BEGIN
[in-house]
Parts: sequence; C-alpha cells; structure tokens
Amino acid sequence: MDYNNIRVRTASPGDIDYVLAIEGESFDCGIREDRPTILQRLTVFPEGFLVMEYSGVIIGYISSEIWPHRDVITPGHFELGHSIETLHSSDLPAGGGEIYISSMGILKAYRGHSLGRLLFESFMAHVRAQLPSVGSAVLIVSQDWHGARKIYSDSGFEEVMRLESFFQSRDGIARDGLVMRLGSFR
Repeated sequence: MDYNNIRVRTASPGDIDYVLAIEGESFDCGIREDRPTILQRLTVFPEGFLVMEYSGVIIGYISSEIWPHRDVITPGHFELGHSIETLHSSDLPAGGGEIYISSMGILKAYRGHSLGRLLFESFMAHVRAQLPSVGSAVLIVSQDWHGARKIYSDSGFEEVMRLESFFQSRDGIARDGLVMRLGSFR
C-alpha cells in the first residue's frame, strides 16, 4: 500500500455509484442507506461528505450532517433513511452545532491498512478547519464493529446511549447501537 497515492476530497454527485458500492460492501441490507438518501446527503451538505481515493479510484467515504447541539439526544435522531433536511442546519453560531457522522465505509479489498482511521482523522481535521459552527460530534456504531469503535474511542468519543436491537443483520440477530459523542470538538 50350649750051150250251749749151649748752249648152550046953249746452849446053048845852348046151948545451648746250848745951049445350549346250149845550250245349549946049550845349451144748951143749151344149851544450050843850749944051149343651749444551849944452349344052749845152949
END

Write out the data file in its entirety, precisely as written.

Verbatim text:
[in-house]
Parts: sequence; C-alpha cells; structure tokens
Amino acid sequence: MDYNNIRVRTASPGDIDYVLAIEGESFDCGIREDRPTILQRLTVFPEGFLVMEYSGVIIGYISSEIWPHRDVITPGHFELGHSIETLHSSDLPAGGGEIYISSMGILKAYRGHSLGRLLFESFMAHVRAQLPSVGSAVLIVSQDWHGARKIYSDSGFEEVMRLESFFQSRDGIARDGLVMRLGSFR
Repeated sequence: MDYNNIRVRTASPGDIDYVLAIEGESFDCGIREDRPTILQRLTVFPEGFLVMEYSGVIIGYISSEIWPHRDVITPGHFELGHSIETLHSSDLPAGGGEIYISSMGILKAYRGHSLGRLLFESFMAHVRAQLPSVGSAVLIVSQDWHGARKIYSDSGFEEVMRLESFFQSRDGIARDGLVMRLGSFR
C-alpha cells in the first residue's frame, strides 16, 4: 500500500455509484442507506461528505450532517433513511452545532491498512478547519464493529446511549447501537 497515492476530497454527485458500492460492501441490507438518501446527503451538505481515493479510484467515504447541539439526544435522531433536511442546519453560531457522522465505509479489498482511521482523522481535521459552527460530534456504531469503535474511542468519543436491537443483520440477530459523542470538538 50350649750051150250251749749151649748752249648152550046953249746452849446053048845852348046151948545451648746250848745951049445350549346250149845550250245349549946049550845349451144748951143749151344149851544450050843850749944051149343651749444551849944452349344052749845152949